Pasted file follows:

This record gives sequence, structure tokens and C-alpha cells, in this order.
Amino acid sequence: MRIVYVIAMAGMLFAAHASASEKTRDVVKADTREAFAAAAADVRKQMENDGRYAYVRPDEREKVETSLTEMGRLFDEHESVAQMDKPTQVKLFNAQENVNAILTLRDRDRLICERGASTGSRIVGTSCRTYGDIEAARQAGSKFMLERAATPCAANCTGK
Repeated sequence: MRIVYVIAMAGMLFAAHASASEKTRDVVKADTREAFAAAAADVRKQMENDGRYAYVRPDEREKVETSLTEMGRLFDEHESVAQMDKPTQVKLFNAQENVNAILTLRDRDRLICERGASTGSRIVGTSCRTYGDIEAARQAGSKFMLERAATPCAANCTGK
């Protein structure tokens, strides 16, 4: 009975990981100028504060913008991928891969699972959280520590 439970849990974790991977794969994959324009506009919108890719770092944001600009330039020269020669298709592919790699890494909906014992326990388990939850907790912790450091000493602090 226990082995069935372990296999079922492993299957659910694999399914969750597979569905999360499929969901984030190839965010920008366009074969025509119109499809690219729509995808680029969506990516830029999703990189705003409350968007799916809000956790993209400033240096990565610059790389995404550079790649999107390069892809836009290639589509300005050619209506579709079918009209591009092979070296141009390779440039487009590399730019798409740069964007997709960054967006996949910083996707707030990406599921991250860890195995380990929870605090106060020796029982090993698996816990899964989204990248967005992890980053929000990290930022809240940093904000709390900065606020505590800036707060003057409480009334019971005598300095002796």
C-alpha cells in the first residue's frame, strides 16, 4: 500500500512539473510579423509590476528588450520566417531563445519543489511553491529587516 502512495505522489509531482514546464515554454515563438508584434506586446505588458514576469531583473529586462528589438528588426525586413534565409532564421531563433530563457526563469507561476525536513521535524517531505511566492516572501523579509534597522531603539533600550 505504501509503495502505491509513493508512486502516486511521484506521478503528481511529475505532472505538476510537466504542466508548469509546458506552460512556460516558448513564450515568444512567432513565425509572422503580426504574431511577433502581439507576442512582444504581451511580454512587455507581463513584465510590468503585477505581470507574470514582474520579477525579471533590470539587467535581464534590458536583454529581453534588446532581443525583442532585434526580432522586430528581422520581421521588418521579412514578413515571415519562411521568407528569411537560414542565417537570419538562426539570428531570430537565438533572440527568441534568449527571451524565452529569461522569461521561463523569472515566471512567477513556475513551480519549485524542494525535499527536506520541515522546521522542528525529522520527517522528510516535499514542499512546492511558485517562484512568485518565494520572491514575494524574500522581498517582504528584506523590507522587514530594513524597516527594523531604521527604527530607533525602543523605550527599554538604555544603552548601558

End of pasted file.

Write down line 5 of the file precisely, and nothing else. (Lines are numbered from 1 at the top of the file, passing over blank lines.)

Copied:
C-alpha cells in the first residue's frame, strides 16, 4: 500500500512539473510579423509590476528588450520566417531563445519543489511553491529587516 502512495505522489509531482514546464515554454515563438508584434506586446505588458514576469531583473529586462528589438528588426525586413534565409532564421531563433530563457526563469507561476525536513521535524517531505511566492516572501523579509534597522531603539533600550 505504501509503495502505491509513493508512486502516486511521484506521478503528481511529475505532472505538476510537466504542466508548469509546458506552460512556460516558448513564450515568444512567432513565425509572422503580426504574431511577433502581439507576442512582444504581451511580454512587455507581463513584465510590468503585477505581470507574470514582474520579477525579471533590470539587467535581464534590458536583454529581453534588446532581443525583442532585434526580432522586430528581422520581421521588418521579412514578413515571415519562411521568407528569411537560414542565417537570419538562426539570428531570430537565438533572440527568441534568449527571451524565452529569461522569461521561463523569472515566471512567477513556475513551480519549485524542494525535499527536506520541515522546521522542528525529522520527517522528510516535499514542499512546492511558485517562484512568485518565494520572491514575494524574500522581498517582504528584506523590507522587514530594513524597516527594523531604521527604527530607533525602543523605550527599554538604555544603552548601558